Publication Abstract

Authors: Bian J, Chen B, Hershman DL, Marks N, Norris L, Schulz R, Bennett CL

Title: Effects of the US Food and Drug Administration Boxed Warning of Erythropoietin-Stimulating Agents on Utilization and Adverse Outcome.

Journal: J Clin Oncol 35(17):1945-1951

Date: 2017 Jun 10

PubMed ID: 28441110External Web Site Policy

Abstract: Purpose In March 2007, a US Food and Drug Administration boxed warning was issued for erythropoietin-stimulating agents (ESAs) regarding serious adverse events, such as venous thromboembolism (VTE). We evaluated the US Food and Drug Administration's boxed warning of ESAs used to treat chemotherapy-induced anemia because evidence on the effectiveness of boxed warnings remains inconclusive. Patients and Methods Using 2004 to 2009 SEER-Medicare data, we exploited a natural experiment to examine the effects of ESA boxed warnings on utilization and risk of VTE. The intervention group included Medicare fee-for-services patients diagnosed with colorectal, breast, or lung cancers targeted by this warning and undergoing chemotherapy; the control group included patients with myelodysplastic syndromes not targeted by this warning. The period from January 2004 to September 2006 was used as the prewarning period; the period from April 2007 to September 2009 was used as the postwarning period. The two binary dependent variables included ESA use and hospitalized VTE. Linear probability models with a difference-in-differences specification were used for estimation. Results Our sample consisted of 45,319 unique patients between 2004 and 2009. The trends in ESA use remained similar between the intervention and control groups before the warning, but started declining sharply in the intervention group only after the warning. The trends in hospitalized VTE were relatively stable. Regressions showed that the ESA boxed warning was associated with a 20.2-percentage-point reduction ( P < .001) in the likelihood of ESAs being used to treat cancers targeted by the warning, but not significantly associated with the likelihood of hospitalized VTE. Conclusion Our study showed that the warning was effective in reducing ESA utilization. Future studies should examine other regulatory drug safety actions, such as the Risk Evaluation and Mitigation Strategy initiative, whose effectiveness remains unknown.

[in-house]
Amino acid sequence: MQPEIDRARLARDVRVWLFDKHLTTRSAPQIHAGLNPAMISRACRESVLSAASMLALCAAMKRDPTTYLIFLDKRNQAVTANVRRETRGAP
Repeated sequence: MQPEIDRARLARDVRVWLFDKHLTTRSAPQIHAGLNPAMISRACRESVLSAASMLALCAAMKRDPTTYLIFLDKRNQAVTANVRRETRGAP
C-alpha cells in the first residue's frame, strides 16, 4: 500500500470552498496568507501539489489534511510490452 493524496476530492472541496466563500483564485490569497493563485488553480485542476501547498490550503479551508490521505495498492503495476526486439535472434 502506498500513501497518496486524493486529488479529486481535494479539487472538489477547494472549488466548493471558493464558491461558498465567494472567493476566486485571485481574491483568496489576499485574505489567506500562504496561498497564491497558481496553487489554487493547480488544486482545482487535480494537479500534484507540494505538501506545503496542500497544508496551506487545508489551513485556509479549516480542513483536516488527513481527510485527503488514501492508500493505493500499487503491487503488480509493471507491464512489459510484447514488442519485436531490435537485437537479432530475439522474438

Last Updated: 16 May, 2019